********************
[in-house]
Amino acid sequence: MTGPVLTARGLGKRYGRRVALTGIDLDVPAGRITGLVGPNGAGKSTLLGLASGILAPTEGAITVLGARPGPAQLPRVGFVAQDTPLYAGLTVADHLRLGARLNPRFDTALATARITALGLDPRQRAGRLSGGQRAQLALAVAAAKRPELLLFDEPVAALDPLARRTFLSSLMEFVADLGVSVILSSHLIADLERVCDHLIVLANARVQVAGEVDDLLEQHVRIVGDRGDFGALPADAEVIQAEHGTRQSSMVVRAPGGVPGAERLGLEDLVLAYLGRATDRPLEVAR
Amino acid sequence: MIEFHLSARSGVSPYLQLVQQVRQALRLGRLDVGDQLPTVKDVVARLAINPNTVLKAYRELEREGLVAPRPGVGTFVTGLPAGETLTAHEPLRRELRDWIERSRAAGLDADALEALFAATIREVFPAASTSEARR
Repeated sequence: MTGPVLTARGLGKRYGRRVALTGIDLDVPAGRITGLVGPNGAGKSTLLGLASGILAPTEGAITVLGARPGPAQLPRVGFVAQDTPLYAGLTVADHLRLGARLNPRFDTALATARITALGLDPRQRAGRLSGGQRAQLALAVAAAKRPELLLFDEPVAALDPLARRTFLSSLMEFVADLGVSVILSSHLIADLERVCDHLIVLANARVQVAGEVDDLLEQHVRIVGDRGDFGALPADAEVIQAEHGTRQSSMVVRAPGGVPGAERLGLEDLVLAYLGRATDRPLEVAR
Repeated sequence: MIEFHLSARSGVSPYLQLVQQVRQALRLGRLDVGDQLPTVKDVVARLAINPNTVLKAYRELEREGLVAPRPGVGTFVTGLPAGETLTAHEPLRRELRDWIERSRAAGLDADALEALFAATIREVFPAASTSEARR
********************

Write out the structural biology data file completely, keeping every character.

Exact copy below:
[in-house]
Amino acid sequence: MTGPVLTARGLGKRYGRRVALTGIDLDVPAGRITGLVGPNGAGKSTLLGLASGILAPTEGAITVLGARPGPAQLPRVGFVAQDTPLYAGLTVADHLRLGARLNPRFDTALATARITALGLDPRQRAGRLSGGQRAQLALAVAAAKRPELLLFDEPVAALDPLARRTFLSSLMEFVADLGVSVILSSHLIADLERVCDHLIVLANARVQVAGEVDDLLEQHVRIVGDRGDFGALPADAEVIQAEHGTRQSSMVVRAPGGVPGAERLGLEDLVLAYLGRATDRPLEVAR
Amino acid sequence: MIEFHLSARSGVSPYLQLVQQVRQALRLGRLDVGDQLPTVKDVVARLAINPNTVLKAYRELEREGLVAPRPGVGTFVTGLPAGETLTAHEPLRRELRDWIERSRAAGLDADALEALFAATIREVFPAASTSEARR
Repeated sequence: MTGPVLTARGLGKRYGRRVALTGIDLDVPAGRITGLVGPNGAGKSTLLGLASGILAPTEGAITVLGARPGPAQLPRVGFVAQDTPLYAGLTVADHLRLGARLNPRFDTALATARITALGLDPRQRAGRLSGGQRAQLALAVAAAKRPELLLFDEPVAALDPLARRTFLSSLMEFVADLGVSVILSSHLIADLERVCDHLIVLANARVQVAGEVDDLLEQHVRIVGDRGDFGALPADAEVIQAEHGTRQSSMVVRAPGGVPGAERLGLEDLVLAYLGRATDRPLEVAR
Repeated sequence: MIEFHLSARSGVSPYLQLVQQVRQALRLGRLDVGDQLPTVKDVVARLAINPNTVLKAYRELEREGLVAPRPGVGTFVTGLPAGETLTAHEPLRRELRDWIERSRAAGLDADALEALFAATIREVFPAASTSEARR